American artist William Copley (1919–1996), creator of madcap narrative paintings, drawings, and installations, was both an insider and an outsider. Known by his nom de plume CPLY, he was a self-taught artist pushing the limits of art-world decorum, as well as a collector, patron, and connector of some of the most important artists of the 20th century, in particular European Surrealists and American Pop artists. Organized in collaboration with the Prada Foundation in Milan, Italy, and featuring approximately 100 paintings and works on paper, William N. Copley: The World According to CPLY is the first comprehensive presentation of the artist’s work in an American museum. The exhibition and related book examine the arc of Copley’s career from the early 1950s to the 1990s, tracing the development of his painterly style and his continual experiments with line, color, pattern, allegory, and humor.
In Paris in the early 1950s, Copley developed a unique and ribald figurative style that bucked prevailing trends toward abstraction. As Copley was developing his distinctively guileless, heart-on-sleeve storytelling voice, his early works from the 1950s and 1960s—many of which were made in France—took inspiration from Surrealist painting, Mexican folk art, and American cartoon and silent-movie imagery. Throughout his career, Copley repeatedly returned to subjects like nudes, cars, nationalism, and the doggerel poetry of Robert W. Service, the “Bard of the Yukon.” Later works illustrate Copley’s continual stylistic development and his abiding interest in political and psychosexual themes, surrealist visual punning, and vaudevillian Americana. Stylistically diverse, these works also reflect an awareness of developments in contemporary art and his role as a link between Surrealist and Pop circles.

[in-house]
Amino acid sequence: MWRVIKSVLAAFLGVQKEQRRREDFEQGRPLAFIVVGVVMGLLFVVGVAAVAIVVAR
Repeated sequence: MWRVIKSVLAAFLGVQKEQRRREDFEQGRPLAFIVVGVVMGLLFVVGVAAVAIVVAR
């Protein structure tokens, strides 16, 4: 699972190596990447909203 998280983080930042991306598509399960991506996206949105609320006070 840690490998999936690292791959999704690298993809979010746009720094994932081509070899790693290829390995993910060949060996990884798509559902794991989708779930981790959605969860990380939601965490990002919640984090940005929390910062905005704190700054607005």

The adopted son of a wealthy newspaper magnate, Copley was the black sheep of his politically conservative family, embracing leftist causes and rebelling against convention. Introduced to painting and Surrealism by his artist brother-in-law, John Ployardt, he established contact with some of the most important international Surrealist artists then living in obscurity in the United States—Max Ernst, Man Ray, and Marcel Duchamp. In 1948, Copley and Ployardt opened the Copley Gallery in Beverly Hills, and after it operated for six months, the gallery’s commercial failure became an important source for Copley’s personal collection. Personally making good on his promises of guaranteed sales, he amassed one of the most important collections of Surrealist art in the world.
In consideration of Copley’s activities as a collector and producer of his contemporaries’ work, the Menil Collection’s nearby Surrealism galleries feature paintings formerly in Copley’s personal collection, including works by Wifredo Lam, Jean Tinguely, Man Ray, Max Ernst, and René Magritte. In addition, The World According to CPLY features the six SMS portfolios of prints, multiples, and sound recordings that Copley published from a lively, artist-filled office on New York’s Upper West Side. The SMS (Shit Must Stop) portfolios aimed to bypass museums and galleries and to make contemporary art accessible by subscription at a reasonable price. Among the artists included are Marcel Duchamp, Man Ray, Richard Hamilton, Meret Oppenheim, Richard Artschwager, LaMonte Young, Bruce Nauman, Walter De Maria, and Yoko Ono.
The exhibition at the Menil is curated by Toby Kamps, curator of Modern and Contemporary Art.
The exhibition is co-organized by the Menil Collection and Fondazione Prada, Milan. The Terra Foundation for American Art is the international tour sponsor. In Houston, this exhibition is generously supported by Skadden, Arps; The Brown Foundation, Inc. / Nancy and Mark Abendshein; Eddie and Chinhui Allen; Suzanne Deal Booth; Adelaide de Menil Carpenter; John R. Eckel, Jr. Foundation; Marilyn Oshman; Susanne and William E. Pritchard III; and the City of Houston.